Anger and getting angry is all about losing one’s self control, and once we lose control, bad things can happen most of the time. If it’s family or friends, it can lead to fractured relationships, and if it’s a public confrontation with a complete stranger, it can lead to legal issues.
Getting Angry About What?
There was once a scene in a mall parking. It was between two middle aged women, and they were arguing over something as mundane as a parking spot. Both were standing side by side, purses in hand ready to strike, screaming and hissing at each other, waving their arms frantically in a threatening manner.
The argument became a name calling competition, trying to out-do the other. Punches from one party was even thrown. Nothing earth shattering, too tame to make the six o’clock news. The sad thing was, the basis of the confrontation from a ‘big pictue’ standpoint was ultimately pointless.
Everybody Hurts Sometimes
The fact is that everybody at one time or another gets angry. Whether it’s a family member, or a co-worker, or a stranger who took your parking spot, we all can get angry. The problem with anger is that there is only a small chance that it may solve the problem, but a greater chance that it’ll create new ones.
Anger is all about losing control, and when we lose control, the aftermath is that something bad usually happens. Someone once said, “Anger by itself does more damage than the condition that actually caused it.” or: Anger is only one letter away from danger!
So lets be honest, just like the two women scraping it out in the parking lot, we can act as well as look pretty darn foolish when we get mad. Usually doing or saying something that we’ll regret later. Getting angry is a lot like getting drunk. The person that’s drunk is the only one who doesn’t realize that he has a problem.
Keep Your Cool
What makes anger and getting mad so dangerous is that it occurs the very instant we lose control, which is a split-second before we realize it. The only obvious way to minimize the damage is to stop yourself and gain back the control.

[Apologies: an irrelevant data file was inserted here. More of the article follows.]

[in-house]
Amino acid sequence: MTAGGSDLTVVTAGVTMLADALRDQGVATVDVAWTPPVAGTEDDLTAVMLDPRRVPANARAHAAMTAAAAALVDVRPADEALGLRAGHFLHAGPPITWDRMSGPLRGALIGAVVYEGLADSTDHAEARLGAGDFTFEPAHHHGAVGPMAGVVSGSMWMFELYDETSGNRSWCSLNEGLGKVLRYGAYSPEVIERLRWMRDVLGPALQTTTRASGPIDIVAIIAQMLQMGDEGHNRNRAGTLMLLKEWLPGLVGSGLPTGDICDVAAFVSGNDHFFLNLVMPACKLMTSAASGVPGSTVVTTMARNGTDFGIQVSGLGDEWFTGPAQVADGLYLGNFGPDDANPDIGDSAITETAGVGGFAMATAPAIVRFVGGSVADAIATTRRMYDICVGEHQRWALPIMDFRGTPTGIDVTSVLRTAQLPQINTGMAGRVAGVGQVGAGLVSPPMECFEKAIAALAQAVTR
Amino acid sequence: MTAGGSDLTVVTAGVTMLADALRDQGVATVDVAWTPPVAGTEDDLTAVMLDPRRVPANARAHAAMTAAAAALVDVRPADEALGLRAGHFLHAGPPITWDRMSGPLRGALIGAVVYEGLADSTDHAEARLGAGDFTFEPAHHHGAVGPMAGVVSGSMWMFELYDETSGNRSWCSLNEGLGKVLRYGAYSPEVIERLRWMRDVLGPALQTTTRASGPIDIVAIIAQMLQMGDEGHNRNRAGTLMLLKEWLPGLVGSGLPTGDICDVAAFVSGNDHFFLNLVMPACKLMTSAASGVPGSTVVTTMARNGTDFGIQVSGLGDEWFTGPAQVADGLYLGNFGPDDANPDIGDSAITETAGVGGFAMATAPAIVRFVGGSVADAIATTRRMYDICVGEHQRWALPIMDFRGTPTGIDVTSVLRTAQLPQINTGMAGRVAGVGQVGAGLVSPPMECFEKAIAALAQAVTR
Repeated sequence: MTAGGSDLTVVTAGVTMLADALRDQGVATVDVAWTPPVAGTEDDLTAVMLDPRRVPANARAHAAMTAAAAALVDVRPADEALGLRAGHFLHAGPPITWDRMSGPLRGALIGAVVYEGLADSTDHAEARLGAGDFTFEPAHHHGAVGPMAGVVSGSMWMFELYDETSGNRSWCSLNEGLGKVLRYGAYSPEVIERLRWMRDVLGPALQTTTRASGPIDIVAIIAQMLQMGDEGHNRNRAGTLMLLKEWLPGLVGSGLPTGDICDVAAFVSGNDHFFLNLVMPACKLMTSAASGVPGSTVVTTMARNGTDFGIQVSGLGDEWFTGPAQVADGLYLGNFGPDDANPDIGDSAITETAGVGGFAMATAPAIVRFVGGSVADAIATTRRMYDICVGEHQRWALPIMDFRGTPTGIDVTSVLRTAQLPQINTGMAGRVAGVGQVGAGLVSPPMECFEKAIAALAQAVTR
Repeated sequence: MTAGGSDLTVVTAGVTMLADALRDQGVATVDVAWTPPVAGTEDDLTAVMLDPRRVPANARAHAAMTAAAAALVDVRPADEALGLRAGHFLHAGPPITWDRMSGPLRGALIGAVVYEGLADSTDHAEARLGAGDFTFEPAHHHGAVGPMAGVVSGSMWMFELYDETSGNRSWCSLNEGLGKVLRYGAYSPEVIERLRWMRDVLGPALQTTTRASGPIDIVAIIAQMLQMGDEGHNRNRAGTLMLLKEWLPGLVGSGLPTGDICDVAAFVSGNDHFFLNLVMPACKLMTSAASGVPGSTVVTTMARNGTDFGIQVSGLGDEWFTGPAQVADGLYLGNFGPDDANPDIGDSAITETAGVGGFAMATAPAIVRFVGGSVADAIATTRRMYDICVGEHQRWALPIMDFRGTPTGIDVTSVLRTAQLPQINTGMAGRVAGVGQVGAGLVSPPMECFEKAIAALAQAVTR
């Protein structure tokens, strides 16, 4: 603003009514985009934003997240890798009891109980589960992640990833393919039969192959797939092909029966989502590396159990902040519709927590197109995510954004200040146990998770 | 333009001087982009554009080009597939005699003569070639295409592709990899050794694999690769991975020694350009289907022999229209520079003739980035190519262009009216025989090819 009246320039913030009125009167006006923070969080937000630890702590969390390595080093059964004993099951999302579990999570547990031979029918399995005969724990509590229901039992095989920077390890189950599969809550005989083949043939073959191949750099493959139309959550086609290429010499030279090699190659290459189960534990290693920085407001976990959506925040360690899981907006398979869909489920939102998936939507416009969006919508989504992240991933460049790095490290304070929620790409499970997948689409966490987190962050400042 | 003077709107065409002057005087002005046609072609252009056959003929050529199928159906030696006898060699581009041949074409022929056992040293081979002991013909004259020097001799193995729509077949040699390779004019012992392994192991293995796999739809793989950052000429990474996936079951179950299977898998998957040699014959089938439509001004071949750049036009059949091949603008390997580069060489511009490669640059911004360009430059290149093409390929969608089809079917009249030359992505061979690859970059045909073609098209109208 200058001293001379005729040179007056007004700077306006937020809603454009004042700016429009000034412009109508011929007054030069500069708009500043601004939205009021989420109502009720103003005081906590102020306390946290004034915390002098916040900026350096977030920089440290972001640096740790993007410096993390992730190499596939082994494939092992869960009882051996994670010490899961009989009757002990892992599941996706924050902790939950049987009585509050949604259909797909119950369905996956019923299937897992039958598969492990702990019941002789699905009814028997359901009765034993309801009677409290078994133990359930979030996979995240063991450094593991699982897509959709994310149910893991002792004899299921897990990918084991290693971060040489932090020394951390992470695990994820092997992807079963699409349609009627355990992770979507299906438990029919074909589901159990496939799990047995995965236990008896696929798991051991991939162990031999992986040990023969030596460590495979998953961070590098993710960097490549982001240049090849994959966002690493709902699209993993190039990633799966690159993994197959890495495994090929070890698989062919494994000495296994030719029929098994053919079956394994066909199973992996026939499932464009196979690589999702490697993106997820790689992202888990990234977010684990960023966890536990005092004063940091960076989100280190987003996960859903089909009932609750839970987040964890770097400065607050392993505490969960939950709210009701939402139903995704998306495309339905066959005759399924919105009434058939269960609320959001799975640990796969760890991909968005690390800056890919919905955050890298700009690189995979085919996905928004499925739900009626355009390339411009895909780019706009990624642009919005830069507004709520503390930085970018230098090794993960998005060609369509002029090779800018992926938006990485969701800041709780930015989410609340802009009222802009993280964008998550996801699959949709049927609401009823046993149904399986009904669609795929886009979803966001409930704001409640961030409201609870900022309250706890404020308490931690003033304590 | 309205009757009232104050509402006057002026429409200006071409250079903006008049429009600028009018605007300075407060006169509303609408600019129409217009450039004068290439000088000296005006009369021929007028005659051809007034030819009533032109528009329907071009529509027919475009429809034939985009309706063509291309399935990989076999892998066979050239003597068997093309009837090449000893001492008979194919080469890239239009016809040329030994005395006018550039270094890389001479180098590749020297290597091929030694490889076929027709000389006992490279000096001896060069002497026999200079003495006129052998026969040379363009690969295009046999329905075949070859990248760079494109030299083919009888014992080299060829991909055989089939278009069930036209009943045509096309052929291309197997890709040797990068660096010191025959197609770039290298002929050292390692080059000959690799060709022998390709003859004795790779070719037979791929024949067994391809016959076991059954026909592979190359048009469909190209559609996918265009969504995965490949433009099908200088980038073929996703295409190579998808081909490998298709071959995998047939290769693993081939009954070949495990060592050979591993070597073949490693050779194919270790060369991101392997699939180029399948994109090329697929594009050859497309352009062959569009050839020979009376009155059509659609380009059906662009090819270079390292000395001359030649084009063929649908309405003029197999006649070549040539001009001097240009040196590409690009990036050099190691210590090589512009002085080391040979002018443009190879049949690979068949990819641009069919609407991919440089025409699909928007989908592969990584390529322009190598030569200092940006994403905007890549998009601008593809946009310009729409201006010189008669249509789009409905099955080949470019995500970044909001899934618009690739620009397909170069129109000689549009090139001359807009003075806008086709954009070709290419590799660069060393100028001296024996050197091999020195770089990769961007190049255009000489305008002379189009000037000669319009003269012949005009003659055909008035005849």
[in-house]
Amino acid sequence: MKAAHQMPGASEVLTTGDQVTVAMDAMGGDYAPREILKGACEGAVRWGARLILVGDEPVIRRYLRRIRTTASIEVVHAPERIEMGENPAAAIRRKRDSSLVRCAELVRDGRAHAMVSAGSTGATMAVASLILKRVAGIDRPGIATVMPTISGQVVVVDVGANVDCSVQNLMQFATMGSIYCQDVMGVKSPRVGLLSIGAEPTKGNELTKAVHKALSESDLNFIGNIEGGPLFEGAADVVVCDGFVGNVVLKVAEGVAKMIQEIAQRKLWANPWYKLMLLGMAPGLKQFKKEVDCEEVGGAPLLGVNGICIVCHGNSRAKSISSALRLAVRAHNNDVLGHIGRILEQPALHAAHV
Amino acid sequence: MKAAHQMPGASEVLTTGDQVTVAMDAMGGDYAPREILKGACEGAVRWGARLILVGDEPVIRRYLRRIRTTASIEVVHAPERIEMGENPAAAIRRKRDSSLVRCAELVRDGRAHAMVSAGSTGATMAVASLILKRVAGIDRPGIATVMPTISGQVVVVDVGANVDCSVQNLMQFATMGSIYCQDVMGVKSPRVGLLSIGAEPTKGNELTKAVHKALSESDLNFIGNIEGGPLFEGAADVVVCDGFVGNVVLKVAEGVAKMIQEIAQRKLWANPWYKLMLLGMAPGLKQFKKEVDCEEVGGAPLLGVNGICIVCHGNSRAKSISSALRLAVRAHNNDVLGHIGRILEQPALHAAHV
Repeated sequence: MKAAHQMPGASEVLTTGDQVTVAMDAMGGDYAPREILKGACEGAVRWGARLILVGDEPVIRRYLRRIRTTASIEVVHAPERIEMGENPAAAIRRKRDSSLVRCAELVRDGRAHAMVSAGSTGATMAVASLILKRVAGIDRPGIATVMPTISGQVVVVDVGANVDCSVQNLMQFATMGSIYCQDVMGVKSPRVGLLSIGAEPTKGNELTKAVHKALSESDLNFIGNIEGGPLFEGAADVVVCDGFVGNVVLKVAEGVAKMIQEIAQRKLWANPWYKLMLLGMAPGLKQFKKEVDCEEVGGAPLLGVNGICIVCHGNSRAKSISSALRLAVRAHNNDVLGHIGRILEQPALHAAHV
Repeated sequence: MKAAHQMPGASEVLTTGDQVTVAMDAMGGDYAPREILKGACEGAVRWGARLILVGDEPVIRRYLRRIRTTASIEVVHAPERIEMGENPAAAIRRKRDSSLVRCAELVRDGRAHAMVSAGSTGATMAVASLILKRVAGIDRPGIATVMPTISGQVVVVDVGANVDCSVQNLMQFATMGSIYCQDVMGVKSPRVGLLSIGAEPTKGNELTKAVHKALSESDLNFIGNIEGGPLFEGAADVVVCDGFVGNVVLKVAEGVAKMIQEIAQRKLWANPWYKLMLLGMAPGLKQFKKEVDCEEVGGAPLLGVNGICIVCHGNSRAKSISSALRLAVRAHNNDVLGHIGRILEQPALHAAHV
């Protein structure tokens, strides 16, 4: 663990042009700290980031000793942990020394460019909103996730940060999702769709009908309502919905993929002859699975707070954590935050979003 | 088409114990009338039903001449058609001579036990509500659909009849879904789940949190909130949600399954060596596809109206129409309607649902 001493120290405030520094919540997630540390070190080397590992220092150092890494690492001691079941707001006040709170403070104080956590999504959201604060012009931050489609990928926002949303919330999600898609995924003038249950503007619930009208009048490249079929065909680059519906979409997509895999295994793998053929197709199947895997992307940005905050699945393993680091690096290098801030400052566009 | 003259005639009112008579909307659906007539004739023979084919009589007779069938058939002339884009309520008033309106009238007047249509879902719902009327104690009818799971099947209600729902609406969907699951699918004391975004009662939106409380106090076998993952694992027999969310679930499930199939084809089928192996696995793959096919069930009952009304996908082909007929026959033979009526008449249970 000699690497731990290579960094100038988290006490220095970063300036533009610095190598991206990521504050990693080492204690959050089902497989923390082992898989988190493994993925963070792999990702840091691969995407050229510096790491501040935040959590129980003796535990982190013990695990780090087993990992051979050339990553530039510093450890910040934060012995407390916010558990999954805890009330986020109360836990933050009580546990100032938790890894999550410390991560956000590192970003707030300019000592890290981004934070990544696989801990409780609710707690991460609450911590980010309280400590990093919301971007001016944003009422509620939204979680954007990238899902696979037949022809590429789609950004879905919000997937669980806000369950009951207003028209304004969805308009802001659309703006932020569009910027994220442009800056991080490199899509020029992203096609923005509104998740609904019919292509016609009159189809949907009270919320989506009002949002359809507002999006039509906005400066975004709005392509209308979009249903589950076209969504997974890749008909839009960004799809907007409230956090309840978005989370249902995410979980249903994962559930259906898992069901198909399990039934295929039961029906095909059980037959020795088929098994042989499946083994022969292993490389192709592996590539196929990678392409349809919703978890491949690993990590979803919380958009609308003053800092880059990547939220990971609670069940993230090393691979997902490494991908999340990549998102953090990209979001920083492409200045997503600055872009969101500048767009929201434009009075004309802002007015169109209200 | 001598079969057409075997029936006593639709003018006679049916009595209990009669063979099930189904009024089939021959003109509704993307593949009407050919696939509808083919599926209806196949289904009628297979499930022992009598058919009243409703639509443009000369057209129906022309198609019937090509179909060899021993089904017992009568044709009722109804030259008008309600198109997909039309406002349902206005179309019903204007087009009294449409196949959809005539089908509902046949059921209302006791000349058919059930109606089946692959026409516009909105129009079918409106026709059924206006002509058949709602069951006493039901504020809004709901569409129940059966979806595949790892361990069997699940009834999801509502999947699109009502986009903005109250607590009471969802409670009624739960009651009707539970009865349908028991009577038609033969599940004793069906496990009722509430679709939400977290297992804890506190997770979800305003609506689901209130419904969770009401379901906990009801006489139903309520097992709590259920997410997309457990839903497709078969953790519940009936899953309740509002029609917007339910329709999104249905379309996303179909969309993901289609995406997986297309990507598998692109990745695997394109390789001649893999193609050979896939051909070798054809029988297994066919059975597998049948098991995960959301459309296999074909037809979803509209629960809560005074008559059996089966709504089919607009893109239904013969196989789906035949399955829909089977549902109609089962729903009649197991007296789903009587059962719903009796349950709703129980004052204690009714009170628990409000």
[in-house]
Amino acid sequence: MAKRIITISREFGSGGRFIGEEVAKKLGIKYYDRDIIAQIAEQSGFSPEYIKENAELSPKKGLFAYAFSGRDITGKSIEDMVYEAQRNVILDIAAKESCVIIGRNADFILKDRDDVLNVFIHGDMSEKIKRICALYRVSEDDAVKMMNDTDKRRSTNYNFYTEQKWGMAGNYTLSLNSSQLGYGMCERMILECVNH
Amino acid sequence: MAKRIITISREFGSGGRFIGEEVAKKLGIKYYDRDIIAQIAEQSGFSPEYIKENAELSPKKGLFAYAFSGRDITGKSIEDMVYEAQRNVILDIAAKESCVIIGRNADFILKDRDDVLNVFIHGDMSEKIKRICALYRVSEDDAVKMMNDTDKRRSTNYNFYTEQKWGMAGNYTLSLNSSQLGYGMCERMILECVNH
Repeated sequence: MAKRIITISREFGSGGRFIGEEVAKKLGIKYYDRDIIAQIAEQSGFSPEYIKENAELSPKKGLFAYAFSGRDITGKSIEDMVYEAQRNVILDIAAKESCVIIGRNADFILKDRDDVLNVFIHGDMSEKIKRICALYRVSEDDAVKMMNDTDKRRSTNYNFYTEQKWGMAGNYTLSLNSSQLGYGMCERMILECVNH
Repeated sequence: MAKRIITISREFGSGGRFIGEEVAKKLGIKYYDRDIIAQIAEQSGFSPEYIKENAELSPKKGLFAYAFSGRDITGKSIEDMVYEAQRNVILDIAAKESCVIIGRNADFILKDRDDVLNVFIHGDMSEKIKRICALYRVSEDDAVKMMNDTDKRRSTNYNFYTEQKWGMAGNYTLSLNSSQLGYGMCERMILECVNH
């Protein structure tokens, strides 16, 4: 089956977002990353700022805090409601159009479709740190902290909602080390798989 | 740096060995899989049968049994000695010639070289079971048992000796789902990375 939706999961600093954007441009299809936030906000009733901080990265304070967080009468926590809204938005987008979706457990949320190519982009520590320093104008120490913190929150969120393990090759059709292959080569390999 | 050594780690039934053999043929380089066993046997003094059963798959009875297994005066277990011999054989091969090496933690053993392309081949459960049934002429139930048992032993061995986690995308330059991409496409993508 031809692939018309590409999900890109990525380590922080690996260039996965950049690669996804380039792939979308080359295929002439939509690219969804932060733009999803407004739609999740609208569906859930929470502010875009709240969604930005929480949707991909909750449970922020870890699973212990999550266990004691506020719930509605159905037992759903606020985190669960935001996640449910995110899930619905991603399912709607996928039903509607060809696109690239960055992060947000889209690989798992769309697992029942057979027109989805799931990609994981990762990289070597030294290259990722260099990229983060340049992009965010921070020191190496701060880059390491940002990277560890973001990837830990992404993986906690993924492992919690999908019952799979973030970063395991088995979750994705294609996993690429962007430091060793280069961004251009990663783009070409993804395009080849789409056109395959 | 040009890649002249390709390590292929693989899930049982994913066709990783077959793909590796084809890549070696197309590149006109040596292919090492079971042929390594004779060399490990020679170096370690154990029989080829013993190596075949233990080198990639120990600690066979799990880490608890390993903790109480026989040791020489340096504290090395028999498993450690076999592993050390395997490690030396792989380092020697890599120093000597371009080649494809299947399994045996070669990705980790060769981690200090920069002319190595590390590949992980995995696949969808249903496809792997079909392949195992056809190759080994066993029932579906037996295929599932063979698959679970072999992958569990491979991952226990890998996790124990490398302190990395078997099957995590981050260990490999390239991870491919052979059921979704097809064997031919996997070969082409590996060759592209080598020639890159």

Before we can diminish our anger, we have to understand the root on what causes anger. The main reason why we get angry at someone is because someone didn’t act the way we wanted or expected them to. Anger is not really an action, but more of a reaction on how we respond to someone else’s action or a lack of one. Getting angry is is all about allowing that person to control you.
Is there really any instances when something good has come out getting angry? Someone once said, “Whatever that has begun in anger, usually ends in shame.” So the next time that you find yourself getting angry, take a breath, hold yourself back and ask yourself these questions:
– Is me winning this argument really worth ruining this relationship or hurting someone close to me?
– How important will this issue be in a hour, a day, or a month from now, how about year from now?
The moment that you stop, step back and take back control, you will lose the anger. Don’t allow someone else to control how you feel.
No One Ever Is To Blame
So who really suffers when you get angry? Buddha once said, “Holding on to your anger is much like holding on to a hot piece of coal, you’re the only one who is going to get burned.”
Why is it that when we physically hurt ourselves, that’s the only time we learn not to do it again. But, when we emotionally hurt ourselves, we tend to repeat that same action, over and over again? No one really benefits from getting angry.
Sorry Seems To Be The Hardest Word
Again, the best way to stop or end an argument is to just bite your tongue. That is not necessarily admitting fault, it’s controlling your anger and regretting something later. Drop the ego, drop the pride, it’s not about you.